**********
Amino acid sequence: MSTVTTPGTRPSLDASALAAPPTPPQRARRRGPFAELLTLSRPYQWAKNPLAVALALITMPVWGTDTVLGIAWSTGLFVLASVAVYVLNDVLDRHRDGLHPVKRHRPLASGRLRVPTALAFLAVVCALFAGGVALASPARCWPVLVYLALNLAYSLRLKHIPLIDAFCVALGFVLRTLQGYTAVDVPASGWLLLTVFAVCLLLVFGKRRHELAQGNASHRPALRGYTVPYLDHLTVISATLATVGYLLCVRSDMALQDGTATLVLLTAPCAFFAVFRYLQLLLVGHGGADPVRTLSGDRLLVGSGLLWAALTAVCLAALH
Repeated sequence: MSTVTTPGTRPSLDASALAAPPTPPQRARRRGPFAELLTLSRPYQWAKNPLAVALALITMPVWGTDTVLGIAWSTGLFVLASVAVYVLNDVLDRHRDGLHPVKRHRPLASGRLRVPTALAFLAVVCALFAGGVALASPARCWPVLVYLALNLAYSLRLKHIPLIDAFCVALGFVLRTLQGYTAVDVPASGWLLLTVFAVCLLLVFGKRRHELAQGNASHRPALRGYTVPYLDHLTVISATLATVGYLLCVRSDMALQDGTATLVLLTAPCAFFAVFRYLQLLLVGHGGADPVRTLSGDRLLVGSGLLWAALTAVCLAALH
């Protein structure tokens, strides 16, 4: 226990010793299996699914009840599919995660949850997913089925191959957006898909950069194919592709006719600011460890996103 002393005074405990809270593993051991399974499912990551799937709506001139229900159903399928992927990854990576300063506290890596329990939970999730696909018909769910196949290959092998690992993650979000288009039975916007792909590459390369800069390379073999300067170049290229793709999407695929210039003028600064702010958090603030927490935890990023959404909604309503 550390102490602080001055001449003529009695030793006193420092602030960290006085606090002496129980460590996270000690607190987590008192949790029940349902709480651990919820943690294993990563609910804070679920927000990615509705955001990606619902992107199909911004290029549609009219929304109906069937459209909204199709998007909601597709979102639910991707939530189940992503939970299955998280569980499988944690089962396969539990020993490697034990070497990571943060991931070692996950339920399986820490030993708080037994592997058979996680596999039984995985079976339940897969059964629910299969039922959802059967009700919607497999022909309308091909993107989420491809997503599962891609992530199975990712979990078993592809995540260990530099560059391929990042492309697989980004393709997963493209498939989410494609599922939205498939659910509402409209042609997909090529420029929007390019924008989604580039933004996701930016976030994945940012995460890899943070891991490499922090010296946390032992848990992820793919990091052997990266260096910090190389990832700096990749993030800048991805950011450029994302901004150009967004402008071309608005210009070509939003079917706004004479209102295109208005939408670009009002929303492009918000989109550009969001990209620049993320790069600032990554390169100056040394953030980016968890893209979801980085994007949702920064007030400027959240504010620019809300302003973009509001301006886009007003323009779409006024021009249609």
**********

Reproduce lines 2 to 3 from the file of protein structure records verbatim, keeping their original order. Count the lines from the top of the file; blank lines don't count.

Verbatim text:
Repeated sequence: MSTVTTPGTRPSLDASALAAPPTPPQRARRRGPFAELLTLSRPYQWAKNPLAVALALITMPVWGTDTVLGIAWSTGLFVLASVAVYVLNDVLDRHRDGLHPVKRHRPLASGRLRVPTALAFLAVVCALFAGGVALASPARCWPVLVYLALNLAYSLRLKHIPLIDAFCVALGFVLRTLQGYTAVDVPASGWLLLTVFAVCLLLVFGKRRHELAQGNASHRPALRGYTVPYLDHLTVISATLATVGYLLCVRSDMALQDGTATLVLLTAPCAFFAVFRYLQLLLVGHGGADPVRTLSGDRLLVGSGLLWAALTAVCLAALH
């Protein structure tokens, strides 16, 4: 226990010793299996699914009840599919995660949850997913089925191959957006898909950069194919592709006719600011460890996103 002393005074405990809270593993051991399974499912990551799937709506001139229900159903399928992927990854990576300063506290890596329990939970999730696909018909769910196949290959092998690992993650979000288009039975916007792909590459390369800069390379073999300067170049290229793709999407695929210039003028600064702010958090603030927490935890990023959404909604309503 550390102490602080001055001449003529009695030793006193420092602030960290006085606090002496129980460590996270000690607190987590008192949790029940349902709480651990919820943690294993990563609910804070679920927000990615509705955001990606619902992107199909911004290029549609009219929304109906069937459209909204199709998007909601597709979102639910991707939530189940992503939970299955998280569980499988944690089962396969539990020993490697034990070497990571943060991931070692996950339920399986820490030993708080037994592997058979996680596999039984995985079976339940897969059964629910299969039922959802059967009700919607497999022909309308091909993107989420491809997503599962891609992530199975990712979990078993592809995540260990530099560059391929990042492309697989980004393709997963493209498939989410494609599922939205498939659910509402409209042609997909090529420029929007390019924008989604580039933004996701930016976030994945940012995460890899943070891991490499922090010296946390032992848990992820793919990091052997990266260096910090190389990832700096990749993030800048991805950011450029994302901004150009967004402008071309608005210009070509939003079917706004004479209102295109208005939408670009009002929303492009918000989109550009969001990209620049993320790069600032990554390169100056040394953030980016968890893209979801980085994007949702920064007030400027959240504010620019809300302003973009509001301006886009007003323009779409006024021009249609």